In Maps to the Stars, director David Cronenberg throws a satirical spotlight on Hollywood, highlighting the fickle superficiality of the entertainment industry through a cast of psychologically unstable, hollow characters. With a screenplay by Bruce Wagner, Cronenberg creates a surreal world that is troubling, perverse and increasingly macabre. However, its disturbing moments involving incest, drugs and violence are dispensed with an almost cool detachment, and together with a meandering plot the film’s derisive agenda is diluted.
The film opens with mysterious Agatha (Mia Wasikowska) arriving in L.A., and after meeting Jerome (Robert Pattinson), a limousine driver and aspiring actor, they strike up a weird friendship-relationship of sorts. She is in town to reconnect with her family, including the wackily earnest TV psychologistt Dr. Stafford Weiss (John Cusack), to make amends for an incident involving her younger brother and child star Benjie (Evan Bird) that lead her to being institutionalized. She comes to be employed by Havana Segrand (Julianne Moore), an aging actress desperate to resurrect her career and escape the shadow of her famous actress mother by, ironically, starring in a remake of the film that made her mother famous. The lives of these characters intersect to create a tapestry that is dreamlike and eerie, managing to be both humourous and unsettling at the same time.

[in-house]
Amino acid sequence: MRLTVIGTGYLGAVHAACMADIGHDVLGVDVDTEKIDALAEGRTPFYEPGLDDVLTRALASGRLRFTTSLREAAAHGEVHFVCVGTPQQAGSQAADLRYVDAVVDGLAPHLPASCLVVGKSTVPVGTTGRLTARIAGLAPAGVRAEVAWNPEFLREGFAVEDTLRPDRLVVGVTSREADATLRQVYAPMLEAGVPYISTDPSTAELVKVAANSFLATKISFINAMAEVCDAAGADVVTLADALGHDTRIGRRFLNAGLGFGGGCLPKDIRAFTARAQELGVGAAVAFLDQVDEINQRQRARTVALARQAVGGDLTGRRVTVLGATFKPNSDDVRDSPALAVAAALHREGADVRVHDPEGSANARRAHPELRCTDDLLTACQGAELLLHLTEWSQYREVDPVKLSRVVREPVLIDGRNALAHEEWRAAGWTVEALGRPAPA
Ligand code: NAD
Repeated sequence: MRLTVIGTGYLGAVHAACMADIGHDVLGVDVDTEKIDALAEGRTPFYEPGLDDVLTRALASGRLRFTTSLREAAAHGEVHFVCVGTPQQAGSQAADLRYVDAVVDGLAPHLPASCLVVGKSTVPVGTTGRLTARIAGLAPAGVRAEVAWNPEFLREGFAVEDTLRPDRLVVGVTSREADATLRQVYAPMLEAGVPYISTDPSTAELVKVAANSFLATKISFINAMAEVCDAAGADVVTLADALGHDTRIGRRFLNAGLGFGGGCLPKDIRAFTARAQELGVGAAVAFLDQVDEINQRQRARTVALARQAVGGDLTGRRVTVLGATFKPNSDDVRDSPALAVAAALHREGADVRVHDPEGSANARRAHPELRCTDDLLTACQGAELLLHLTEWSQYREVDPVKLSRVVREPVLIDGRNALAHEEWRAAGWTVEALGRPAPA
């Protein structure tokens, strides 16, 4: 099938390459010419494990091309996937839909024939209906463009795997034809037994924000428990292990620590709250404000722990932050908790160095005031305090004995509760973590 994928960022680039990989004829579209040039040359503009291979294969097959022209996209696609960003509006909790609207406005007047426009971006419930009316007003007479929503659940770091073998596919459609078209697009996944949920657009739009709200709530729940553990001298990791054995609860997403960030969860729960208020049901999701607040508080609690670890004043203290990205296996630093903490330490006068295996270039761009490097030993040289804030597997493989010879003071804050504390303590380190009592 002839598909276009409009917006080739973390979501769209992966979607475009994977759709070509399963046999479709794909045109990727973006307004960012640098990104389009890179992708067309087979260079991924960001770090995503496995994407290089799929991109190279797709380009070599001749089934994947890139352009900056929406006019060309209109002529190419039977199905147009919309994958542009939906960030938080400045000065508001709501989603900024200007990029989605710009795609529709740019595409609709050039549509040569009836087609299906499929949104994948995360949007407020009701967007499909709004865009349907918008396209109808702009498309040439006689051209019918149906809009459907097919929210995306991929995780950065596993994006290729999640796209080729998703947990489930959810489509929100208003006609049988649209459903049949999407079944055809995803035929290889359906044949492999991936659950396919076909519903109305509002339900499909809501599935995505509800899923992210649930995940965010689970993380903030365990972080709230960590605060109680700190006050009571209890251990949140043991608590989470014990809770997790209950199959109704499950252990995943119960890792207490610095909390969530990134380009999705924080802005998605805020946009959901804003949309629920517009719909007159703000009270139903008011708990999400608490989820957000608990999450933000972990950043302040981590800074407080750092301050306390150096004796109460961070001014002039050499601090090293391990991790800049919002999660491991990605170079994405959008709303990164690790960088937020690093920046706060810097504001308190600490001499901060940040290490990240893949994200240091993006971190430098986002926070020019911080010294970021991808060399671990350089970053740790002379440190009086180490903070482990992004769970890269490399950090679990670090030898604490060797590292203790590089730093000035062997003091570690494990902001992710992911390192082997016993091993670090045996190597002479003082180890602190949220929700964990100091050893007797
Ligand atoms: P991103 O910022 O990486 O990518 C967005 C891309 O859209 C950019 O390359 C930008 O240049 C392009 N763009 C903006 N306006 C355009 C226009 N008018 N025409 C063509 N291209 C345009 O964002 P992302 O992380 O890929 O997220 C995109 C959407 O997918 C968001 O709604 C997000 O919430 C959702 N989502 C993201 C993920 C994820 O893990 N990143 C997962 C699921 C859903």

The performances are generally strong, with Cusack creepy and somber and Bird capturing portraying a sense of entitlement that is intertwined with alienation and disillusionment. However, Wasikowska and Moore are the standouts. Wasikowska brings her natural flair for shaping introverted, scarred (in this case, both physically and mentally) characters; her Agatha is emotionally unstable with a blurred conception of reality’s boundaries, who always seems to teeter on the edge of reverie. And Moore is simply electrifying and hilarious in struggling against the plight of older actresses in the entertainment industry. She is utterly committed and convincing in her desperation to remain relevant, and she once again showcases her fearlessness in playing a character that is both pitiful and reproachable.
Beyond the performances, the score is subtly disconcerting, and juxtaposed against the bright superficiality of L.A. and the deceptively unassuming cinematography that seems to persistently suggest that something is awry, Cronenberg gestures towards the psychological volatility simmering beneath. In the end, however, what undermines this mood is a winding plot that never really builds momentum, and the film becomes more like a collection of unsettling vignettes that do not really connect coherently together.
Maps to the Stars is in Australian cinemas from 20 November through Icon.